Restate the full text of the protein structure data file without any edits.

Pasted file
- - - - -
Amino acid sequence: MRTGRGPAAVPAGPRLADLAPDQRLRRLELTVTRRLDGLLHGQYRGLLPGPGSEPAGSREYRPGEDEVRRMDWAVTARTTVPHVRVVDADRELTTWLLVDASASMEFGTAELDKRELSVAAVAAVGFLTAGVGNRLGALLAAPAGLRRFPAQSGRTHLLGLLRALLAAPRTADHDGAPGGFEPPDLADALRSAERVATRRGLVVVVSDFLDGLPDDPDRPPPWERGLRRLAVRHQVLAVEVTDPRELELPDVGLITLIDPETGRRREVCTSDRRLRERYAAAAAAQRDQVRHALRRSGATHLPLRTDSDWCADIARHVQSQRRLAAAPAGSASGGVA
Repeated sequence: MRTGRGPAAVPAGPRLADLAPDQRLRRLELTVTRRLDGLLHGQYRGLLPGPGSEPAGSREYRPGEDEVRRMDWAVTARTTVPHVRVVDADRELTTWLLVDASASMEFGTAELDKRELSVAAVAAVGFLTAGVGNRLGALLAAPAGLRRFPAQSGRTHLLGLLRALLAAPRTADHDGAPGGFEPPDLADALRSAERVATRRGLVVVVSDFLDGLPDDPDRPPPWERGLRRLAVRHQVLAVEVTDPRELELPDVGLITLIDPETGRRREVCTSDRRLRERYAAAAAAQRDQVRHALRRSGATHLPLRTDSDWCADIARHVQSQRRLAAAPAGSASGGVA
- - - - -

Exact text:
Amino acid sequence: MRTGRGPAAVPAGPRLADLAPDQRLRRLELTVTRRLDGLLHGQYRGLLPGPGSEPAGSREYRPGEDEVRRMDWAVTARTTVPHVRVVDADRELTTWLLVDASASMEFGTAELDKRELSVAAVAAVGFLTAGVGNRLGALLAAPAGLRRFPAQSGRTHLLGLLRALLAAPRTADHDGAPGGFEPPDLADALRSAERVATRRGLVVVVSDFLDGLPDDPDRPPPWERGLRRLAVRHQVLAVEVTDPRELELPDVGLITLIDPETGRRREVCTSDRRLRERYAAAAAAQRDQVRHALRRSGATHLPLRTDSDWCADIARHVQSQRRLAAAPAGSASGGVA
Repeated sequence: MRTGRGPAAVPAGPRLADLAPDQRLRRLELTVTRRLDGLLHGQYRGLLPGPGSEPAGSREYRPGEDEVRRMDWAVTARTTVPHVRVVDADRELTTWLLVDASASMEFGTAELDKRELSVAAVAAVGFLTAGVGNRLGALLAAPAGLRRFPAQSGRTHLLGLLRALLAAPRTADHDGAPGGFEPPDLADALRSAERVATRRGLVVVVSDFLDGLPDDPDRPPPWERGLRRLAVRHQVLAVEVTDPRELELPDVGLITLIDPETGRRREVCTSDRRLRERYAAAAAAQRDQVRHALRRSGATHLPLRTDSDWCADIARHVQSQRRLAAAPAGSASGGVA